Describe and interpret this arterial blood gas:

History: 43-year-old man found unresponsive after absconding from the psychiatric ward.  He is intubated and ventilated.

pH 7.03 Na 131 mmol/L
pCO2 44.3 mmHg K 5.8 mmol/L
pO2 89.4 mmHg (FiO2 0.8) Cl 108 mmol/L
HCO3 11 mmol/L Glucose 21.3 mmol/L
Lactate 12.6 mmol/L Urea 11.5 mmol/L
Osmolality 372 mOsm/L Albumin 18 g/L

Interpretation

 

What is the pH?

7.03 = severe acidaemia

What is the primary process?

HCO3   11 = Primary metabolic acidosis

Is there compensation?

Expected pCO2 = 1.5 x HCO3 + 8

= 1.5 x 11 + 8

= 24.5 mmHg

Actual pCO2 is higher therefore there is inadequate compensation (ventilation) or respiratory acidosis.

 Are there other clues to diagnosis?

Anion gap = Na – (Cl + HCO3)

= 131 – (108 + 11)

= 12

AG corrected for hypoalbuminaemia = AG + 2.5 x {(40-Albumin)/10}

= 12 + 2.5 x {(40 – 18)/10}

= 17.5

Therefore there is an elevated anion gap acidosis.

Corrected sodium = Na + (glucose – 5)/3

= 131 + (21.3 – 5)/3

= 136.4

Delta gap = (AG – 12) ÷ (24 – HCO3)

= (17.5 – 12) ÷ (24 – 11)

= 0.42

Suggests a coexisting non-anion gap acidosis.

Calculated osmolality = (2 x Na) + urea + glucose

= (2 x 131) + 11.5 + 21.3

= 294.8 mOsm/L

 Osmolar gap = Measured osmolality – calculated osmolality

= 372 – 294.8

= 77.2

Therefore there is an elevated osmolar gap.

Electrolyte Clues

Lactate is markedly elevated.  Urea, potassium and glucose are elevated.  Chloride is at upper limit of normal.  Corrected sodium is normal.  Albumin is markedly low.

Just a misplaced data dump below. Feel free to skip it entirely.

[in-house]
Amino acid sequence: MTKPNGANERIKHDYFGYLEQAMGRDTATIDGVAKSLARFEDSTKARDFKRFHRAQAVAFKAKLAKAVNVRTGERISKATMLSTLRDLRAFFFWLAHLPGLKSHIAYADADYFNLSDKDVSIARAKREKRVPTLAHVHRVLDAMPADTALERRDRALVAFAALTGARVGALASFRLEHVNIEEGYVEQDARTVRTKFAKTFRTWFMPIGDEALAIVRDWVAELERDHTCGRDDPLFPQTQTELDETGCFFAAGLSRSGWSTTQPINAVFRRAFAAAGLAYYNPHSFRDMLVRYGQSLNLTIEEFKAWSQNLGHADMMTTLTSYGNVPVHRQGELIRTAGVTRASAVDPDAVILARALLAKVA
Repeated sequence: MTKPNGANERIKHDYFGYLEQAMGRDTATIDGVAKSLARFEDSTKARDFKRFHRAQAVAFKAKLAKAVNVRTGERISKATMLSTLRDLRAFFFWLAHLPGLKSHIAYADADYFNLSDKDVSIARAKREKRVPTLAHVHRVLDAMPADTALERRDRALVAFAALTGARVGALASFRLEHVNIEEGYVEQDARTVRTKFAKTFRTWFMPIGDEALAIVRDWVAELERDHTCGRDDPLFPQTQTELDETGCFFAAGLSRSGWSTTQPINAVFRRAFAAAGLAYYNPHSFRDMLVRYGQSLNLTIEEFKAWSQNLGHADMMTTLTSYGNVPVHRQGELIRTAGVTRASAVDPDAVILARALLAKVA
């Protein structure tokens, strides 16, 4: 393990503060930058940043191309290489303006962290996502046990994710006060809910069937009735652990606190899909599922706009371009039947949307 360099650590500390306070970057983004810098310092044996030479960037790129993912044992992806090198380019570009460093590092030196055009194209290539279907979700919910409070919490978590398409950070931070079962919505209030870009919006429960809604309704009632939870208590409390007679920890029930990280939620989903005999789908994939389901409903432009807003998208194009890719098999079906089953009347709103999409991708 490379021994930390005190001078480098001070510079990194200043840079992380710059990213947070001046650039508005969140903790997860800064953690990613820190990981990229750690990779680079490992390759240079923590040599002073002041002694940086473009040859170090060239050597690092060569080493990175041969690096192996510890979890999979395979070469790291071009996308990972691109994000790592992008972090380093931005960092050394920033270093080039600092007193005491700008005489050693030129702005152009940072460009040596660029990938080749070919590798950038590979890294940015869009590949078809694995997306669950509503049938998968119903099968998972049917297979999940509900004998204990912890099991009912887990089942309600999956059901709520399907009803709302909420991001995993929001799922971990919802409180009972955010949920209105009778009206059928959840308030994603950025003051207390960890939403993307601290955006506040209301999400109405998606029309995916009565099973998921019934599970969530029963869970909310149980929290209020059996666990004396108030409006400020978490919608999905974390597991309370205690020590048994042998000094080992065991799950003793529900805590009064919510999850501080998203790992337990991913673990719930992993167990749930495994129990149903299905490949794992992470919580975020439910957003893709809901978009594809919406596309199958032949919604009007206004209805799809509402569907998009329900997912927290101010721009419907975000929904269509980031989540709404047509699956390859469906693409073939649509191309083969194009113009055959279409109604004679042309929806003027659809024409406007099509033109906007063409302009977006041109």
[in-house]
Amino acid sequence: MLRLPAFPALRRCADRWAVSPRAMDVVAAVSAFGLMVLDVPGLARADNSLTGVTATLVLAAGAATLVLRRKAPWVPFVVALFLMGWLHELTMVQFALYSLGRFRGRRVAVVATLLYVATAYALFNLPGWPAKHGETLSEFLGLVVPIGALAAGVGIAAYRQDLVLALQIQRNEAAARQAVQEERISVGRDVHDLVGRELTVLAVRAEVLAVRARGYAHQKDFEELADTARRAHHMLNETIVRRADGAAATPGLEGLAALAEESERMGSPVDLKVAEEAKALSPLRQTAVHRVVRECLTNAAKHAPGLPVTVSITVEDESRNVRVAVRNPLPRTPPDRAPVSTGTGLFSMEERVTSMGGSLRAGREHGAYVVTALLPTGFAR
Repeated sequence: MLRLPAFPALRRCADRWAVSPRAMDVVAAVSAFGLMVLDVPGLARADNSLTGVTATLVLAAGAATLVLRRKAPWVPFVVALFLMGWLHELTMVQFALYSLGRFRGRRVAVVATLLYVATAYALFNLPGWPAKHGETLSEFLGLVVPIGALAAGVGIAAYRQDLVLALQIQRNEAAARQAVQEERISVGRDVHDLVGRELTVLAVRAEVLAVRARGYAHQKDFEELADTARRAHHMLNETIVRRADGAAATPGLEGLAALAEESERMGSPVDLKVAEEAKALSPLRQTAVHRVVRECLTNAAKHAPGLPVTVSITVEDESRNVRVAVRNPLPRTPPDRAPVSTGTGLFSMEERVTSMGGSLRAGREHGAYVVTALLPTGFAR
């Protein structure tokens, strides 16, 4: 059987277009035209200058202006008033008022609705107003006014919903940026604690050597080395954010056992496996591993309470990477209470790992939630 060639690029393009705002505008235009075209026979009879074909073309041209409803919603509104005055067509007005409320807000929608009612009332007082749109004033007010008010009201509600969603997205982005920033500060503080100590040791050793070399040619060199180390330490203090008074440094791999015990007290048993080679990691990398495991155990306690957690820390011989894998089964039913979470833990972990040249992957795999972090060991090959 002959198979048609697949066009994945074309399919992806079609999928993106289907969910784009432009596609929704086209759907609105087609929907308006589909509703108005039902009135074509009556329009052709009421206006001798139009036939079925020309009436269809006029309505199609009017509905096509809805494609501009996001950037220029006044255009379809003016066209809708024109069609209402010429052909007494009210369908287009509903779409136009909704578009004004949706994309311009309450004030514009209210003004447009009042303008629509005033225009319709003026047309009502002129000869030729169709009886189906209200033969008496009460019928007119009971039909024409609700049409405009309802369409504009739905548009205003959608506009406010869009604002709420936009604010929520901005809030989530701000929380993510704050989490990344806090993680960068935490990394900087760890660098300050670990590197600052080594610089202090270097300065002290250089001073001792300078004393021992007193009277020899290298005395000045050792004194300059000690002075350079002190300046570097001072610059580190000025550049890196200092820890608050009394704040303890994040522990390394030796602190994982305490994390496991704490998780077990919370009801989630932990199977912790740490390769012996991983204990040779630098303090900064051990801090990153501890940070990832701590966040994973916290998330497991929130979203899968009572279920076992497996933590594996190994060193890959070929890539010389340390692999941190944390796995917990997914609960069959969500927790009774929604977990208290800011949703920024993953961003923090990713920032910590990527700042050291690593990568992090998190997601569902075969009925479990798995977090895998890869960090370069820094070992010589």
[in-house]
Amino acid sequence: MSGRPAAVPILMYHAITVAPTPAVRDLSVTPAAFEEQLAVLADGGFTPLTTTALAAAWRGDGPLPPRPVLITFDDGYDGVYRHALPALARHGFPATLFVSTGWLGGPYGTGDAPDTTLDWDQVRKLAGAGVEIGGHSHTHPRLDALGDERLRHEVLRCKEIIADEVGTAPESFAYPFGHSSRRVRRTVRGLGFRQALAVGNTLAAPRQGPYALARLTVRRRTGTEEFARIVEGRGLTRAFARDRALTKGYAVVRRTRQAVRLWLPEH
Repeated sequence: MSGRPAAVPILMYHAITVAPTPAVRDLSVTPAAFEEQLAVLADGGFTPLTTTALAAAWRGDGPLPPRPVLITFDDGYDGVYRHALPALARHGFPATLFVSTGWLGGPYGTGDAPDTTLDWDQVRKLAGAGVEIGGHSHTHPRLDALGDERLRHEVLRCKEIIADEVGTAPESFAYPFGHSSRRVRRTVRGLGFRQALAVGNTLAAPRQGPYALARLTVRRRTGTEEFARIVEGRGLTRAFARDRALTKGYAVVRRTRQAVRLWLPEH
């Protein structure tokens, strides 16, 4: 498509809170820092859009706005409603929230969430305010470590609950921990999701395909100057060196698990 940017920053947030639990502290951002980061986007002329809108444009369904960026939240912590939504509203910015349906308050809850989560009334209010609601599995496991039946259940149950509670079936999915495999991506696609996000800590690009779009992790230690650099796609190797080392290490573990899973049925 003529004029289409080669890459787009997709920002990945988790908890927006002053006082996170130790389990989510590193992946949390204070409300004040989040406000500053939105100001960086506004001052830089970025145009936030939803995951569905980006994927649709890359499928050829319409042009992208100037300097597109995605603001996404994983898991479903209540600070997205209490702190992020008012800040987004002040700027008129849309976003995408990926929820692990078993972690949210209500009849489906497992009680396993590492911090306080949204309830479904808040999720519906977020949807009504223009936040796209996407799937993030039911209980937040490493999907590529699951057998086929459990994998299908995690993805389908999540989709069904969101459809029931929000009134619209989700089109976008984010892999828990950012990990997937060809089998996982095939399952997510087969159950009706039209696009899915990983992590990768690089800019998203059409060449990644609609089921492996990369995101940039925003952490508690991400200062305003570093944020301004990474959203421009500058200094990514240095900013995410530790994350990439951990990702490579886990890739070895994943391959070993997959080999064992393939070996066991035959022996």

Expected PAO2 = (713 x FiO2) – (pCO2 x 1.25)

= (713 x 0.8) – (44.3 x 1.25)

= 515 mmHg

A-a gradient = PAO2 – PaO2

= 515 – 89.4

= 425.6

Normal A-a gradient = Age/4 + 4

= 43/4 + 4

= 14.75

Therefore there is a markedly elevated A-a gradient.


Formulation:

Description:  This ABG of an intubated patient shows a severe metabolic acidaemia with inadequate respiratory compensation, with mixed anion gap and non-anion gap acidoses and elevated osmolar gap.  There is a markedly elevated lactate with elevated urea, potassium and glucose and hypoalbuminaemia.  Corrected sodium is normal and chloride is at the upper limit of normal.  There is a markedly elevated A-a gradient with high oxygen requirement.

Interpretation:  In this clinical context the differential diagnosis is broad, however toxic alcohol ingestion should be considered high on the differential in view of the severe acidosis and elevated osmolar gap.  Elevated lactate may contribute to the elevated anion gap and the osmolar gap, and ketoacidosis is possible.  A serum ethanol should be measured to further assess the elevated osmolar gap – low albumin may suggest chronic liver toxicity from alcohol abuse.  If the osmolar gap persists after correction for ethanol, a serum methanol level and urinary microscopy for crystals may give further information about the underlying cause – if doubt persists, blockade with EtOH and dialysis should be instituted (CVVHD could be justified in view of acid-base status anyway, especially if there is an element of renal failure).  Elevated A-a gradient with high oxygen requirement and inadequate ventilation may suggest underlying aspiration with respiratory failure.

Additional information: History of chronic alcohol abuse.  Serum ethanol was 0.25% accounting for almost all the calculated osmolar gap.  CXR showed whiteout of right lung secondary to aspiration.  Methanol level was negative and there were no urinary crystals.  Final diagnosis was aspiration pneumonia, sepsis and multiorgan failure.  He made a full recovery.

Blood Gas #1
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